With a lot of talk recently over at Mozilla about supporting the Flexbox specification in the near future (in its current iteration anyway), I thought it would be good to cover exactly what the CSS3 Flexible Box Specification can do, and how it’s really going to simplify layout design, as well as changing forever how we do it.

Support

Support for this specification is surprisingly good, with both Webkit and Trident (Internet Explorer) supporting at least some parts of the specification. There are no up to date polyfills at the moment, so we’ll just have to use what’s already implemented in browsers.

WebkitGeckoTridentPresto
flexCanarySoon (Maybe)NoneNone
flex-alignPlatform Preview
flex-item-alignNone
flex-direction
flex-flowPlatform Preview
flex-line-pack
flex-order
flex-pack
flex-wrapNone

The slow pace of development in Trident means that webkit is our only real option for an up to date implementation of the flexible box specification.

How Flexible Boxes Work

So I bet now you’re wondering how exactly a flexible box layout works. Flexible boxes allow for divs to align beside each other (previously we used float: left;), and also for divs to fill up the remaining space (instead of using percentages). It basically tackles two of the greatest problems when designing a layout.

First Steps

I’m using Google Chrome Canary and the editors draft of the specification. so we’re going largely by the specification as to what each means. The flex box works by first having a set of elements which are not positioned absolutely inside a container:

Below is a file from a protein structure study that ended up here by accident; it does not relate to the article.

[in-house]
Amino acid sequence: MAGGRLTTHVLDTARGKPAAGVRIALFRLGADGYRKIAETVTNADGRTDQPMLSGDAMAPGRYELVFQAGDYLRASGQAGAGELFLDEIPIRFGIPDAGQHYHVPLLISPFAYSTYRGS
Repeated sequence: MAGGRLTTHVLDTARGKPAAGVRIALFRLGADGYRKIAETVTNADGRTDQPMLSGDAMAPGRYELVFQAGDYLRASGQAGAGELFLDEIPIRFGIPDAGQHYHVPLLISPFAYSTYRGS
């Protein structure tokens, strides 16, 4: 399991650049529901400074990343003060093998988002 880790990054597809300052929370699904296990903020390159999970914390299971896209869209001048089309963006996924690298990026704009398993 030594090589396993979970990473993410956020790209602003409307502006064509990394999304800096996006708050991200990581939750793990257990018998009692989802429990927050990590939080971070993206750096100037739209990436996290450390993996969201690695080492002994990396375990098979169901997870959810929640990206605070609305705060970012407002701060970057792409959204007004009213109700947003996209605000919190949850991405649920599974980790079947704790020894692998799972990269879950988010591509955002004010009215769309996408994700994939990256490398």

<div id="flexbox">
<div class="item1">DIV 1</div>
<div class="item2">DIV 2</div>
<div class="item3">DIV 3</div>
<div class="item4">DIV 4</div>
<div class="item5">DIV 5</div>
</div>

Next we need to set the parent container to flex box mode. We do this via the display property. We can have an inline flexible box or just a regular block kind. For this tutorial we’re going to be using the regular block kind.

We can also define what way we want the boxes to align. We have two main options, column and row, as well as reverse-column and reverse-row. Then we can say whether or not the divs will wrap using flex-wrap. We can set it to either wrap or nowrap (which means that line breaks will not occur when the maximum space is used up). So your CSS should look a little like this: (I’m using webkit specific properties since webkit has the best support)

#flexbox {
	display: -webkit-flex;
	-webkit-flex-flow: row; // Children elements will be in rows
	-webkit-flex-wrap: nowrap;
	width: 100%;
}

The Properties

To understand how the flex box works in more detail, I’ve listed all the flex box properties and how they work.

flex

flex: [positive flex || negative flex || initial width];

The flex property determines how much a box can flex. There are 3 properties. The positive flex determines how much a box can increase in size. The negative flex determines by how much a box can shrink.